|So many teeth, sharks are jealous|
Long post on saw blade alert...
The Freud LU79R010 Thin Kerf Ultimate Plywood & Melamine Saw Blade is essentially what I discuss throughout the article. I actually bought the Freud 7" diameter version because I needed it for my circular saw, but the design is essentially the same.
Why are they so useful? Because plywood is a made up of a bunch of layers of unsightly, but really stable and strong, wood. You cover the unsightly wood with a veneer of good looking hardwood.
|Yeah those five thick layers in the middle... you don't want to see those. It's the two minuscule layers of veneer that you want to see.|
|This is a chipped veneer; I wasn't joking about it looking bad|
|It's red too, the color of danger and communism|
|The standard blade on the table saw. Fewer teeth but still sufficiently badass, think of the literally thousands (tens perhaps) of lineal feet of wood this blade has killcrushmurdered|
Our table saw takes a blade with a 10" diameter. The blade we typically use has 40 teeth. The line of plywood blade that I bought has 80 teeth on its 10" blades. The additional 40 teeth helps create a cleaner cut through the vulnerable veneer. Each tooth is taking a smaller bite. When the blade tooth hits the wood, it chops some space away. A blade with a smaller number of big teeth takes a bigger bite each time the tooth his the wood. A large number of smaller teeth put less stress on the wood because it's taking much smaller bites. A machete and a scalpel will both cut you, but the scalpel will do it a helluva lot more precisely and with a lot less mess.
Also, I didn't buy a 10" plywood blade for the table saw (I already have one of those). I bought a 7 1/4" diameter blade for a circular saw. The 7 1/4" blade has 60 teeth that are spread out along a shorter circumference.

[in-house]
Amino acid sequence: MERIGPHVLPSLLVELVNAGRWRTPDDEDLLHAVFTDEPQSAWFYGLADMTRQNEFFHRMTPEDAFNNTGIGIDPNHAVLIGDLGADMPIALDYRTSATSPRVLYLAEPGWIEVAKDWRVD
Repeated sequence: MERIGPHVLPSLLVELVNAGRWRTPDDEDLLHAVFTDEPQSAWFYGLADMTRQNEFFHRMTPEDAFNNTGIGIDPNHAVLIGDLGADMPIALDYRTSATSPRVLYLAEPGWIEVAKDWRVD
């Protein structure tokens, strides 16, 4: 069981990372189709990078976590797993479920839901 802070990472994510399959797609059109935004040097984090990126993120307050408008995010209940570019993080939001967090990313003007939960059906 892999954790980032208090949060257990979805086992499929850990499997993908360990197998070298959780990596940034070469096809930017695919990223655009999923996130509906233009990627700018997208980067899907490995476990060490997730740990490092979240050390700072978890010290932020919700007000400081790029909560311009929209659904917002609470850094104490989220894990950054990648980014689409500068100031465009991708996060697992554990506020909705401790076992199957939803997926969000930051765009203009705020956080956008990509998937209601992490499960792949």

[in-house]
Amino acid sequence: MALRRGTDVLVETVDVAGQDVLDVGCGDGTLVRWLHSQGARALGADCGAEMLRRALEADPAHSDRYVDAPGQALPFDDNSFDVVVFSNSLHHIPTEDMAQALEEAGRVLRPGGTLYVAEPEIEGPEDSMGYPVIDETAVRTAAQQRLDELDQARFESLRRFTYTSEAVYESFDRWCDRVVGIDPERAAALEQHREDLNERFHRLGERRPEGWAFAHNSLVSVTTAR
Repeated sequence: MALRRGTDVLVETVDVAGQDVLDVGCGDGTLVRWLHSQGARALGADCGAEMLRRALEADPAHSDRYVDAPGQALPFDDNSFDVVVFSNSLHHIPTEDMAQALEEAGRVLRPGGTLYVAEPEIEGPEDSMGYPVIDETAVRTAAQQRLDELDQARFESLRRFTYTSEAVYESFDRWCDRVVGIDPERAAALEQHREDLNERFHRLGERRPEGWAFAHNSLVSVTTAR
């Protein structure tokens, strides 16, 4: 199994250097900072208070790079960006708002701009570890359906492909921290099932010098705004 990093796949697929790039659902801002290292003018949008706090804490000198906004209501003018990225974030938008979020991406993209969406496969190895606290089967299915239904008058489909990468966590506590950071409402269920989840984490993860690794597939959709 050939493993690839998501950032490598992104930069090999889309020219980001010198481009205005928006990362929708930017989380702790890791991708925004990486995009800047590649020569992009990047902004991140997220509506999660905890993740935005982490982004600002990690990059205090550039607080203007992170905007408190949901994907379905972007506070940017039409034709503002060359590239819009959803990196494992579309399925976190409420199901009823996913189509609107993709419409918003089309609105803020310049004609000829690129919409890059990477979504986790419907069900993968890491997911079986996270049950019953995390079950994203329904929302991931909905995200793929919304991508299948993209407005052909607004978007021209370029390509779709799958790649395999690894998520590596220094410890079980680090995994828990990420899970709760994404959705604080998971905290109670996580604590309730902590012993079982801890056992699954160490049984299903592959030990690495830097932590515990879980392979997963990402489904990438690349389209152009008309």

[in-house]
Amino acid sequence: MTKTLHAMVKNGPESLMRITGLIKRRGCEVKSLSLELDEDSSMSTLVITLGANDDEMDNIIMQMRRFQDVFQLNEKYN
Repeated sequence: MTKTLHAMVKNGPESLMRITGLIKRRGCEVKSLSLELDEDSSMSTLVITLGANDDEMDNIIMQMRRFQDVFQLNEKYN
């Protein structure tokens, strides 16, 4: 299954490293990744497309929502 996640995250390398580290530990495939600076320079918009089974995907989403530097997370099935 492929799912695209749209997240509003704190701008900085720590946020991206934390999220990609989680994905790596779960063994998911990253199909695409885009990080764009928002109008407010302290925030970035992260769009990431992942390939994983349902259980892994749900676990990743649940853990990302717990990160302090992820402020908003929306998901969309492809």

The reason I picked up a plywood blade for a circular saw is simple. Plywood comes in big, bulky, 4' x 8' sheets, which are awkward to handle. A circular saw allows me to cut down a sheet into a more easily manageable size before taking it to the table saw.
Another interesting thing about blades is their balance. A saw spins a blade many thousands of times a second, if it's out of balance even a tiny bit, that causes wobble that wears out the tools and creates a poorer quality cut. High quality blades are very precisely balanced.
|Look at the channel and little round punch out|
|Look at the funky squiggly line and hook-shaped punch out|
The punched out shapes I told you look at in the captions on the last two pictures are part of the blades' designs to increase their balance. I'm not an engineer, so I'm not really sure why it works, but it does.
Lastly, a word about kerf. "Kerf" means how thick the blade is. If you have a 1" wide board and you rip it with a blade that has a 1/8" kerf (wide blade), then you turn 1/8" into sawdust. This blade is a "thin kerf" blade.
|0.079 inches of sweet slicing joy|
|Kerf of the standard table saw blade is approximately 1/8"|
|Zoomed in tooth|